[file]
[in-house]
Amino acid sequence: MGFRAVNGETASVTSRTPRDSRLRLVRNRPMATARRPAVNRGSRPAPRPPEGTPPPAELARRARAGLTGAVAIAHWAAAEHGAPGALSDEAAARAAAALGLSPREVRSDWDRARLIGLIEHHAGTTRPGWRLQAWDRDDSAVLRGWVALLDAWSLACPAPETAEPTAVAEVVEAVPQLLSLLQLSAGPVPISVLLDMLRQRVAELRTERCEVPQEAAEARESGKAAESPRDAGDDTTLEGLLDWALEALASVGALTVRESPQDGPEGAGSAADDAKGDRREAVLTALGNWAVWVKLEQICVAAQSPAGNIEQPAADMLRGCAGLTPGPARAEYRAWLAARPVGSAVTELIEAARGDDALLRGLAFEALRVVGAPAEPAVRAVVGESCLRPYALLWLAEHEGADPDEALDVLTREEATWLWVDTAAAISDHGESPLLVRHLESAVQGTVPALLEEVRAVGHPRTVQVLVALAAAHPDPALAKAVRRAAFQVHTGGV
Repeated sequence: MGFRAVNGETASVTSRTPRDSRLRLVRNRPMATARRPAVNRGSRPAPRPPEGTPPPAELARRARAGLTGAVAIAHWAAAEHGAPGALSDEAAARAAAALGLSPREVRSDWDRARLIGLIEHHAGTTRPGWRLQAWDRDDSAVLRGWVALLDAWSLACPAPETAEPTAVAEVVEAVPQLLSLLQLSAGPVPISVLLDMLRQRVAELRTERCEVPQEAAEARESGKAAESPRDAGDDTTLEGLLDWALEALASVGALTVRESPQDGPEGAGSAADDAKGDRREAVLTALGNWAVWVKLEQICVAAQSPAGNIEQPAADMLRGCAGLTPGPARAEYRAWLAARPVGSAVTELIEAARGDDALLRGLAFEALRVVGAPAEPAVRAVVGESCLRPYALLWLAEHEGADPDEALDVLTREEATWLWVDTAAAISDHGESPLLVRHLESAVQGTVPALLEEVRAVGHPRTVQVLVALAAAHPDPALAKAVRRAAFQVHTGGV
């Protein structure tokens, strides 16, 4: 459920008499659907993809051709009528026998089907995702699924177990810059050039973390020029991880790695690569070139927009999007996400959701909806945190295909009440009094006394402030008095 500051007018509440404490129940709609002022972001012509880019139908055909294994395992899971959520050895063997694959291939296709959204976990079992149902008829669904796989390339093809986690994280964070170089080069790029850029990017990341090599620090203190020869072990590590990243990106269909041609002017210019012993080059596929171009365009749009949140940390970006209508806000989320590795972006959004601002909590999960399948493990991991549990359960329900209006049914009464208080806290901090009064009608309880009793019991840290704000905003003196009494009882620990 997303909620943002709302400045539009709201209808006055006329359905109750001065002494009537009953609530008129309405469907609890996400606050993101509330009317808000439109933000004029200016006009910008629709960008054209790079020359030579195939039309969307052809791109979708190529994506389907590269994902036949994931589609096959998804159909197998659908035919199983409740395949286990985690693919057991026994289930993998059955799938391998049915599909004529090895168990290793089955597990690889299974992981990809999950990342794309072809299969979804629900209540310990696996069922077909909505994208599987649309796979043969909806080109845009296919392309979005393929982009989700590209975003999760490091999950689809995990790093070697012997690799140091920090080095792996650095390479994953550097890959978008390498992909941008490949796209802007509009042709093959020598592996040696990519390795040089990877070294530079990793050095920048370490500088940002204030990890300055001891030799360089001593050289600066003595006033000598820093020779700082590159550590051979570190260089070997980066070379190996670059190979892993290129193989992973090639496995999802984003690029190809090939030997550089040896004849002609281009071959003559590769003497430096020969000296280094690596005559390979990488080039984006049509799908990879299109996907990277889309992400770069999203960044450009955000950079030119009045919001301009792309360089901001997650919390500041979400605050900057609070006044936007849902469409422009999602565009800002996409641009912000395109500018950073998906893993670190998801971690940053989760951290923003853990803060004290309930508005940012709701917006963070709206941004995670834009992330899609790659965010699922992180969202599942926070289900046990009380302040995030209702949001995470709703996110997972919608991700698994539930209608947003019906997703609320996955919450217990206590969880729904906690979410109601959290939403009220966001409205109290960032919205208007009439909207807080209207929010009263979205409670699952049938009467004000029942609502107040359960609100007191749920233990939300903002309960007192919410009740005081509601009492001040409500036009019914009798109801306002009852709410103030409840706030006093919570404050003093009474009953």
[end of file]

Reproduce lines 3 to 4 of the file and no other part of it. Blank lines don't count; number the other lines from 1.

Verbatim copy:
Repeated sequence: MGFRAVNGETASVTSRTPRDSRLRLVRNRPMATARRPAVNRGSRPAPRPPEGTPPPAELARRARAGLTGAVAIAHWAAAEHGAPGALSDEAAARAAAALGLSPREVRSDWDRARLIGLIEHHAGTTRPGWRLQAWDRDDSAVLRGWVALLDAWSLACPAPETAEPTAVAEVVEAVPQLLSLLQLSAGPVPISVLLDMLRQRVAELRTERCEVPQEAAEARESGKAAESPRDAGDDTTLEGLLDWALEALASVGALTVRESPQDGPEGAGSAADDAKGDRREAVLTALGNWAVWVKLEQICVAAQSPAGNIEQPAADMLRGCAGLTPGPARAEYRAWLAARPVGSAVTELIEAARGDDALLRGLAFEALRVVGAPAEPAVRAVVGESCLRPYALLWLAEHEGADPDEALDVLTREEATWLWVDTAAAISDHGESPLLVRHLESAVQGTVPALLEEVRAVGHPRTVQVLVALAAAHPDPALAKAVRRAAFQVHTGGV
């Protein structure tokens, strides 16, 4: 459920008499659907993809051709009528026998089907995702699924177990810059050039973390020029991880790695690569070139927009999007996400959701909806945190295909009440009094006394402030008095 500051007018509440404490129940709609002022972001012509880019139908055909294994395992899971959520050895063997694959291939296709959204976990079992149902008829669904796989390339093809986690994280964070170089080069790029850029990017990341090599620090203190020869072990590590990243990106269909041609002017210019012993080059596929171009365009749009949140940390970006209508806000989320590795972006959004601002909590999960399948493990991991549990359960329900209006049914009464208080806290901090009064009608309880009793019991840290704000905003003196009494009882620990 997303909620943002709302400045539009709201209808006055006329359905109750001065002494009537009953609530008129309405469907609890996400606050993101509330009317808000439109933000004029200016006009910008629709960008054209790079020359030579195939039309969307052809791109979708190529994506389907590269994902036949994931589609096959998804159909197998659908035919199983409740395949286990985690693919057991026994289930993998059955799938391998049915599909004529090895168990290793089955597990690889299974992981990809999950990342794309072809299969979804629900209540310990696996069922077909909505994208599987649309796979043969909806080109845009296919392309979005393929982009989700590209975003999760490091999950689809995990790093070697012997690799140091920090080095792996650095390479994953550097890959978008390498992909941008490949796209802007509009042709093959020598592996040696990519390795040089990877070294530079990793050095920048370490500088940002204030990890300055001891030799360089001593050289600066003595006033000598820093020779700082590159550590051979570190260089070997980066070379190996670059190979892993290129193989992973090639496995999802984003690029190809090939030997550089040896004849002609281009071959003559590769003497430096020969000296280094690596005559390979990488080039984006049509799908990879299109996907990277889309992400770069999203960044450009955000950079030119009045919001301009792309360089901001997650919390500041979400605050900057609070006044936007849902469409422009999602565009800002996409641009912000395109500018950073998906893993670190998801971690940053989760951290923003853990803060004290309930508005940012709701917006963070709206941004995670834009992330899609790659965010699922992180969202599942926070289900046990009380302040995030209702949001995470709703996110997972919608991700698994539930209608947003019906997703609320996955919450217990206590969880729904906690979410109601959290939403009220966001409205109290960032919205208007009439909207807080209207929010009263979205409670699952049938009467004000029942609502107040359960609100007191749920233990939300903002309960007192919410009740005081509601009492001040409500036009019914009798109801306002009852709410103030409840706030006093919570404050003093009474009953």